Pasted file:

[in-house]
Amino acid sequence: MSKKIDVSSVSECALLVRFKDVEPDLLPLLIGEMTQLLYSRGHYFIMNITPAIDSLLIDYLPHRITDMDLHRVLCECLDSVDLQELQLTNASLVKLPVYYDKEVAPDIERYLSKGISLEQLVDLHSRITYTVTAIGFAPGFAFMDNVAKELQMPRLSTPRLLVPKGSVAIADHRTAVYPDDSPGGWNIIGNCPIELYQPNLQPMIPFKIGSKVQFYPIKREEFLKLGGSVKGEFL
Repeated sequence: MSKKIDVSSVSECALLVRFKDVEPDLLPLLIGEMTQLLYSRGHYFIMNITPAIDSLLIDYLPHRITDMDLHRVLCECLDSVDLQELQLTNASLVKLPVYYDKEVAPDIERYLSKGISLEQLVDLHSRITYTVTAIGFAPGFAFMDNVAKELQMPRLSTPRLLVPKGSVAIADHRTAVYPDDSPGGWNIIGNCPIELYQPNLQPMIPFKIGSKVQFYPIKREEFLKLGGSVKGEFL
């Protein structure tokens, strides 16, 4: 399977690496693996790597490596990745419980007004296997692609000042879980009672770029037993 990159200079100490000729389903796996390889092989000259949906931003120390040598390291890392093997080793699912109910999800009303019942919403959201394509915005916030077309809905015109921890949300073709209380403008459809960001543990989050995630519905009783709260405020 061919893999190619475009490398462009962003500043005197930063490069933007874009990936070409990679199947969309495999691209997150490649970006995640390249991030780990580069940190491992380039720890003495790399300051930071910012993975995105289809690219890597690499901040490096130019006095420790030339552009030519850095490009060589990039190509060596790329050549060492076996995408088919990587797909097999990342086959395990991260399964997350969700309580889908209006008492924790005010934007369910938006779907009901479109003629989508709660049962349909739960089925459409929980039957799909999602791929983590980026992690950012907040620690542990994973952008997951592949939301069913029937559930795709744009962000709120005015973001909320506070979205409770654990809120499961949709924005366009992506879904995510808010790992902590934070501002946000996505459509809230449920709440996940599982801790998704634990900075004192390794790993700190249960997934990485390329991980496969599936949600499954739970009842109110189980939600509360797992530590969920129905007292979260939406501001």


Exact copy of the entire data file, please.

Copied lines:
[in-house]
Amino acid sequence: MSKKIDVSSVSECALLVRFKDVEPDLLPLLIGEMTQLLYSRGHYFIMNITPAIDSLLIDYLPHRITDMDLHRVLCECLDSVDLQELQLTNASLVKLPVYYDKEVAPDIERYLSKGISLEQLVDLHSRITYTVTAIGFAPGFAFMDNVAKELQMPRLSTPRLLVPKGSVAIADHRTAVYPDDSPGGWNIIGNCPIELYQPNLQPMIPFKIGSKVQFYPIKREEFLKLGGSVKGEFL
Repeated sequence: MSKKIDVSSVSECALLVRFKDVEPDLLPLLIGEMTQLLYSRGHYFIMNITPAIDSLLIDYLPHRITDMDLHRVLCECLDSVDLQELQLTNASLVKLPVYYDKEVAPDIERYLSKGISLEQLVDLHSRITYTVTAIGFAPGFAFMDNVAKELQMPRLSTPRLLVPKGSVAIADHRTAVYPDDSPGGWNIIGNCPIELYQPNLQPMIPFKIGSKVQFYPIKREEFLKLGGSVKGEFL
């Protein structure tokens, strides 16, 4: 399977690496693996790597490596990745419980007004296997692609000042879980009672770029037993 990159200079100490000729389903796996390889092989000259949906931003120390040598390291890392093997080793699912109910999800009303019942919403959201394509915005916030077309809905015109921890949300073709209380403008459809960001543990989050995630519905009783709260405020 061919893999190619475009490398462009962003500043005197930063490069933007874009990936070409990679199947969309495999691209997150490649970006995640390249991030780990580069940190491992380039720890003495790399300051930071910012993975995105289809690219890597690499901040490096130019006095420790030339552009030519850095490009060589990039190509060596790329050549060492076996995408088919990587797909097999990342086959395990991260399964997350969700309580889908209006008492924790005010934007369910938006779907009901479109003629989508709660049962349909739960089925459409929980039957799909999602791929983590980026992690950012907040620690542990994973952008997951592949939301069913029937559930795709744009962000709120005015973001909320506070979205409770654990809120499961949709924005366009992506879904995510808010790992902590934070501002946000996505459509809230449920709440996940599982801790998704634990900075004192390794790993700190249960997934990485390329991980496969599936949600499954739970009842109110189980939600509360797992530590969920129905007292979260939406501001």